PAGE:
Category: Creative Writing

Day 2 of Gratitude

Prayers of Gratitude—Sunday, November 9 . . . was the annual Primary Program, one of my favorite Sundays of the year. Though many find this day difficult, I simply have to smile at the unpredictable entertainment, as well as the…

Learning to Yell

You probably think the title is a joke or some nice irony or a typo. It is not. It is not even a feminist manifesto about reclaiming my “voice.” This really is a story about me re-learning to yell. I…

4 o’clock

A few years ago, my sister handed me a lumpy white envelope for Christmas. I opened it carefully, able to feel the jumble of small parts beneath my fingertips. Inside were perhaps 30 or 40 small, dark seeds. “Um. Cool,”…

King Noah’s Blues

I could see them before I crossed Michigan Avenue into Grant Park. There were probably five of them, holding big yellow signs with blocky letters, Bible verses. It seemed out of place, fifty feet in front of the entrance to the Chicago Blues Festival, but maybe I just didn’t understand the logic behind it. I don’t remember the verses the signs promoted, and the picketers seemed nice enough, holding signs but not harassing the passersby, passersby who, like me, basically ignored them. Maybe they’d picked out verses of scripture with special applicability to fans of the blues; then again, maybe these were just generic holy protest signs.

Authenticity and The Book of Mormon

I know, I said a year and a half ago that I wasn’t going to see The Book of Mormon. But then it came to Chicago and, in spite of the fact that it is sold out through at least March, a friend set me up with a ticket. So I’ve now seen the show. I’m not going to review it, though. It’s already been widely reviewed, and frankly, I don’t have the musical theater chops to provide a credible review.

Book of Mormon Comics

I love stories. A narrative strikes me as the most fundamental way of ideas with other people. And by ideas, I mean not only the bare events of the narrative, but also abstract concepts, morals, and emotional truths. It makes…

Home Waters: Overview

George Handley’s Home Waters: A Year of Recompenses on the Provo River (University of Utah Press, 2010) practices theology like a doctor practices CPR: not as secondhand theory but as a chest-cracking, lung-inflating, life-saving intervention. Home Waters models what, on…

Unique Outreach by the Rochester Stake

This week, the Rochester Stake in New York is sponsoring a special performance of Carol Lynn Pearson’s Facing East, to be followed by a fireside featuring a discussion led by the Rochester Stake President. Notably, the performance is being directed…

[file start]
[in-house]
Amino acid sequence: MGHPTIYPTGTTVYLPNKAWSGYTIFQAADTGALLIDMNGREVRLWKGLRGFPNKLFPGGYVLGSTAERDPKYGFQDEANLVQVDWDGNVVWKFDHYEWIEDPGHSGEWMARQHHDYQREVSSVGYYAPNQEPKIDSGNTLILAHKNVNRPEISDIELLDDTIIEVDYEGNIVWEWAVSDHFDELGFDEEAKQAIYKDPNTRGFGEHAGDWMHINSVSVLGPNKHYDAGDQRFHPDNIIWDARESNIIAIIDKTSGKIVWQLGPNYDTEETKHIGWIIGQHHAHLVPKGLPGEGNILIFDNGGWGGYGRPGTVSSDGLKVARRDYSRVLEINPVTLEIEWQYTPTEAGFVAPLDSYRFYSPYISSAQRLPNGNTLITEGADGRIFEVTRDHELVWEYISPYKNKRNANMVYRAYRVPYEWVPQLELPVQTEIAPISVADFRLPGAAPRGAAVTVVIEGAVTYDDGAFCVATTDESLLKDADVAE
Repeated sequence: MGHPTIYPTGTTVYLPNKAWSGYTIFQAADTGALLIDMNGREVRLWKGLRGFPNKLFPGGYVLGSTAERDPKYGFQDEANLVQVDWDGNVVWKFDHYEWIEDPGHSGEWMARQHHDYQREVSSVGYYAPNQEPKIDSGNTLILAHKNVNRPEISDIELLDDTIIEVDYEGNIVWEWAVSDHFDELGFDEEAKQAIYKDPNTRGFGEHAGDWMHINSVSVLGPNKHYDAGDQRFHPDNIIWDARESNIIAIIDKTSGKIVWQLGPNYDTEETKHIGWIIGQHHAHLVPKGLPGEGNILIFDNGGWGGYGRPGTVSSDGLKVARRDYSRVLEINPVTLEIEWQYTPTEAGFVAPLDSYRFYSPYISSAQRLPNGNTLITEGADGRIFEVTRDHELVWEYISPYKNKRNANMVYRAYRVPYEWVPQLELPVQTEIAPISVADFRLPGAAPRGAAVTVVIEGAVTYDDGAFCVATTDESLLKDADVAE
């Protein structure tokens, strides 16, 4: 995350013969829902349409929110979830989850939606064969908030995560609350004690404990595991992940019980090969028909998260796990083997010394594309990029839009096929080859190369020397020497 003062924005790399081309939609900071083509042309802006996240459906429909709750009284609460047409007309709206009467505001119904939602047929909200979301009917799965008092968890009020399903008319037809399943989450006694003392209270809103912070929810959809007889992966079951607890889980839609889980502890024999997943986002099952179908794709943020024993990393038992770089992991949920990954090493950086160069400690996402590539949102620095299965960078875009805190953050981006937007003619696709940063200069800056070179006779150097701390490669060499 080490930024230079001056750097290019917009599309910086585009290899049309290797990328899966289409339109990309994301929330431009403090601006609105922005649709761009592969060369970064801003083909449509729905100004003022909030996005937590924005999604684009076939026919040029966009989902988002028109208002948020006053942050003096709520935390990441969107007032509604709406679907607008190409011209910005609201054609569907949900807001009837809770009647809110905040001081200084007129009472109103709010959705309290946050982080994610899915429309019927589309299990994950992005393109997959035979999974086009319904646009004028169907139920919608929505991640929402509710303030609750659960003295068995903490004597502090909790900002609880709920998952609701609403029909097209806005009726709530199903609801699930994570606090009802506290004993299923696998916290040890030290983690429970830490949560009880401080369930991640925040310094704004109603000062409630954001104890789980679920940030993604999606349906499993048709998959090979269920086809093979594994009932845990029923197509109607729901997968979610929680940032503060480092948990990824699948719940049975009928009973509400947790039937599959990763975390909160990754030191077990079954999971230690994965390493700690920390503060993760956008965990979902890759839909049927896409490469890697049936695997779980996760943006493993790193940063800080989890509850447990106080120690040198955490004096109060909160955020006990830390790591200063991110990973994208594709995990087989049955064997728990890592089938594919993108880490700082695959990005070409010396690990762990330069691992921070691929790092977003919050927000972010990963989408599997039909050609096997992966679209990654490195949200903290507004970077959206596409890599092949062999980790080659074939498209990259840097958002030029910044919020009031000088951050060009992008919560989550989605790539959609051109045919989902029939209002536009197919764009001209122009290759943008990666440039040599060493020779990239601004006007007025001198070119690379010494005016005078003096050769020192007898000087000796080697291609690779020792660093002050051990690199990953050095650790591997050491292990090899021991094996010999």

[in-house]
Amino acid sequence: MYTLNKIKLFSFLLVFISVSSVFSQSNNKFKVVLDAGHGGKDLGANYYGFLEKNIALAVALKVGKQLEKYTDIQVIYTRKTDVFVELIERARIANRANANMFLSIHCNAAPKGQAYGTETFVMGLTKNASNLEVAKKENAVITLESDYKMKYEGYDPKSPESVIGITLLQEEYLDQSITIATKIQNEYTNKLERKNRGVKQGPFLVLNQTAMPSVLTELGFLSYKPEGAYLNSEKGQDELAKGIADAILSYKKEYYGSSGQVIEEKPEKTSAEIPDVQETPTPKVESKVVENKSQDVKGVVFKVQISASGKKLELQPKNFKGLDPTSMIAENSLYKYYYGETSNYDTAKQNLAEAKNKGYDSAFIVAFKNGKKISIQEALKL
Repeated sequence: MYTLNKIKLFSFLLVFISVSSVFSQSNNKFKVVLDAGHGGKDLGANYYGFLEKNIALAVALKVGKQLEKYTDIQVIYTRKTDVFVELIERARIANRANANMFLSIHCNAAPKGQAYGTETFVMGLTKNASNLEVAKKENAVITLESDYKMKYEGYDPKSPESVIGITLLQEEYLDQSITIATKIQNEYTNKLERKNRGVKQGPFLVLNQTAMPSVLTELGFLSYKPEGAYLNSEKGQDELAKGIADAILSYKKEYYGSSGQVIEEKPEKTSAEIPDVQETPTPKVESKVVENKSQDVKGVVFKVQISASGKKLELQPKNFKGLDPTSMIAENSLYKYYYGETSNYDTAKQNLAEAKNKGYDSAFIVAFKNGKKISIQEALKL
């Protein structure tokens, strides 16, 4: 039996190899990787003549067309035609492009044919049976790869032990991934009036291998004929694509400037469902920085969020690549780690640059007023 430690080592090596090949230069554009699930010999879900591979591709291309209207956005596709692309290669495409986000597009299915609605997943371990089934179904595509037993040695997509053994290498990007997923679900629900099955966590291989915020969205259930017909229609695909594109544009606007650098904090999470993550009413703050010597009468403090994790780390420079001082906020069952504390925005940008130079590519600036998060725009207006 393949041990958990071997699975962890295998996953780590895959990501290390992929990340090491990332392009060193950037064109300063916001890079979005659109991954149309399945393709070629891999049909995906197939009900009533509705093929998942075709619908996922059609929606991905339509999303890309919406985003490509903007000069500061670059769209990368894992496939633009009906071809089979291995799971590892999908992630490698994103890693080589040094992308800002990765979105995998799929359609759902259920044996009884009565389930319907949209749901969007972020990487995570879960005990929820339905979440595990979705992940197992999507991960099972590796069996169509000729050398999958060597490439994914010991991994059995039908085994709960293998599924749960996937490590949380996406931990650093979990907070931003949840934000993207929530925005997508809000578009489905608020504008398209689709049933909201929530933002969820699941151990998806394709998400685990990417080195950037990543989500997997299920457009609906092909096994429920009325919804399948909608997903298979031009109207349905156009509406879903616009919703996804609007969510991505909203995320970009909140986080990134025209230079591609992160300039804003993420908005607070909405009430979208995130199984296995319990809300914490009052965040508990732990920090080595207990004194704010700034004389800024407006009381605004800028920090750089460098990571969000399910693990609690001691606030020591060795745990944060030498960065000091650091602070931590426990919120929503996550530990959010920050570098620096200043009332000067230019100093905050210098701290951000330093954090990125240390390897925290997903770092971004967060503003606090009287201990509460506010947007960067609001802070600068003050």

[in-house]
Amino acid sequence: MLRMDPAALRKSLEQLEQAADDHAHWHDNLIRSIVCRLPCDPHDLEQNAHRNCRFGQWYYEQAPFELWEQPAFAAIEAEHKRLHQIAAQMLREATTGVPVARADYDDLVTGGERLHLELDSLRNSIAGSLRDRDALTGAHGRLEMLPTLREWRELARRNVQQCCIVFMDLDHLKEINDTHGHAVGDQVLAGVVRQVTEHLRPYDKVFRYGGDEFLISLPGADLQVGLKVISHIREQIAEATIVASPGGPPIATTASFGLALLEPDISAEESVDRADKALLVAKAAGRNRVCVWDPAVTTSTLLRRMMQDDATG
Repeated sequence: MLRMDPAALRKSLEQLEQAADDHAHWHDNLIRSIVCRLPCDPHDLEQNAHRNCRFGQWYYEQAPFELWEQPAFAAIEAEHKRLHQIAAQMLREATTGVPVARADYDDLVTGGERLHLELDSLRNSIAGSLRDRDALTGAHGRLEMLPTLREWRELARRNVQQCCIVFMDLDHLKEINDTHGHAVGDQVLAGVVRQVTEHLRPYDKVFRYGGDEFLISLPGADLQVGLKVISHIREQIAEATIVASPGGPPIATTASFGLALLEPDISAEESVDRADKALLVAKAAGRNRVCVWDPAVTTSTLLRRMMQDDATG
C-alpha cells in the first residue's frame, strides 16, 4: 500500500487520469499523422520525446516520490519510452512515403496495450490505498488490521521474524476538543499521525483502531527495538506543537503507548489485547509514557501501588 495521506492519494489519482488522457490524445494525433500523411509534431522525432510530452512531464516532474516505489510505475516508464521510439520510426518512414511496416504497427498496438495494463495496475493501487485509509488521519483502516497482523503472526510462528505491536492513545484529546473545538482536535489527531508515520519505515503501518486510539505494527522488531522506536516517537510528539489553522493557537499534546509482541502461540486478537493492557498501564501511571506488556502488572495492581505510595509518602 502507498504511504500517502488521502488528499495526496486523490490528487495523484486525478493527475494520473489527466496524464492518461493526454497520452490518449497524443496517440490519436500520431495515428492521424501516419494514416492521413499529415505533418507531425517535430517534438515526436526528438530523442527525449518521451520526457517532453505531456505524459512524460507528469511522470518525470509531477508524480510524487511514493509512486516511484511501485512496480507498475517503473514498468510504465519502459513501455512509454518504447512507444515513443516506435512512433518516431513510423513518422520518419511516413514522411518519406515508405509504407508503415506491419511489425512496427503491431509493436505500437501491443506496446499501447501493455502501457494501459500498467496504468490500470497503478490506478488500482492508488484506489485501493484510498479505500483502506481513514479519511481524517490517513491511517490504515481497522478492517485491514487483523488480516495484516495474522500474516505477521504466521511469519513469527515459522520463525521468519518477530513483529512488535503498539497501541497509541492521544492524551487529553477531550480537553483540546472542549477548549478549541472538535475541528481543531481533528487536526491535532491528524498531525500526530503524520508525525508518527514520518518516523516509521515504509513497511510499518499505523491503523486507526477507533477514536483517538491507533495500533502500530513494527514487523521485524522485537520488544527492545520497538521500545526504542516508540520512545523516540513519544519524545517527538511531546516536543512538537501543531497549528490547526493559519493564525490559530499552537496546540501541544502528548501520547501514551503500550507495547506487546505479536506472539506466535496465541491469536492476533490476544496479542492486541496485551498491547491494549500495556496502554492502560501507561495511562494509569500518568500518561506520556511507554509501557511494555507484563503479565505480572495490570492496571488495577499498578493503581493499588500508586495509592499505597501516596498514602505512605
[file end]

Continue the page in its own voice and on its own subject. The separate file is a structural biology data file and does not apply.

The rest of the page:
Rough Dawn Breaking

The marble skin of Joseph’s perfectly-muscled chest sparkled like diamonds in the Palmyra sun. Emma stared, captivated by the velvet tones of his voice, the intoxicating scent of his tousled bronze hair. “You should stay away from me,” he had…

M Gets a Joke

A while back our household sat down to watch an episode of Monk. We like Monk because not only is it funny, it’s also sad and tender and offers good – sometimes very good – cultural satire. As I fed…

“What desirest thou?”

Several years ago I read a delightful book on creativity, The Artist’s Way, by Julia Cameron. It was full of interesting questions: “List ten tiny changes you’d like to make for yourself.” “What would you do as a career if…

Story Time!

The day before the cliff swallows return to traditional nesting sites in canyons near where I live in southern Utah, the sky hangs quiet, with only a few ravens, hawks, and eagles spiraling through. The next day, whoosh! Swallows arrive…

Field Notes #4

It is the destiny of mint to be crushed. –Waverley Lewis Root June 12, 2007 Rained most of the night. Morning’s cool and sweet. Good day to venture into a canyon. Because the storm has left behind puffy white seeds…

Field Notes #2

We might use language in our attempts to set boundaries, but language contains in microcosmic acts the macrocosmic thrust toward new form. November 4, 2006 The trail into the canyon is rougher at November’s threshold; run-off from recent storms took…

Quothing the Raven

Some weeks ago a friend (an archaeologist and therefore a man of science) and I were discussing a nature writer who was coming to town to promote his latest book. I asked my friend if he liked this writer’s work.…

Field Notes #1

Remember the silence around Pueblo Alto in Chaco, so heavy you felt blanketed by its snows, and the desert landscape spread out below, unmoving for miles? That was silence. Not even a breeze singing on the stones. June 8, 2006…

Sweat

All winter I plotted how to improve the garden, my first focal point for exercising “good stewardship” over the acre plus we moved to a year and a half ago. Last year’s garden had gone all right. I loved every…

MWS: Brandon Sanderson

Brandon Sanderson is the Campbell-nominated author (twice-nominated now) of the fantasy novels Elantris and Mistborn: The Final Empire. His novel Well of Ascension, second in the Mistborn trilogy, will be published in a few months. Other projects (including the playfully…

MWS: Shannon Hale

Shannon Hale is a Newbery Honor-winning, New York Times bestseller-listed author of youth and fantasy fiction, most particularly Goose Girl and Princess Academy. This week sees the release of her latest novel Austenland, her first adult fiction novel. She is…

MWS: Doug Thayer

Douglas Thayer is one of the pioneers of what Eugene England called “faithful realism” in his definitive study of Mormon literature. Besides having taught literally thousands of Mormon writers during his fifty years as a professor of English at Brigham…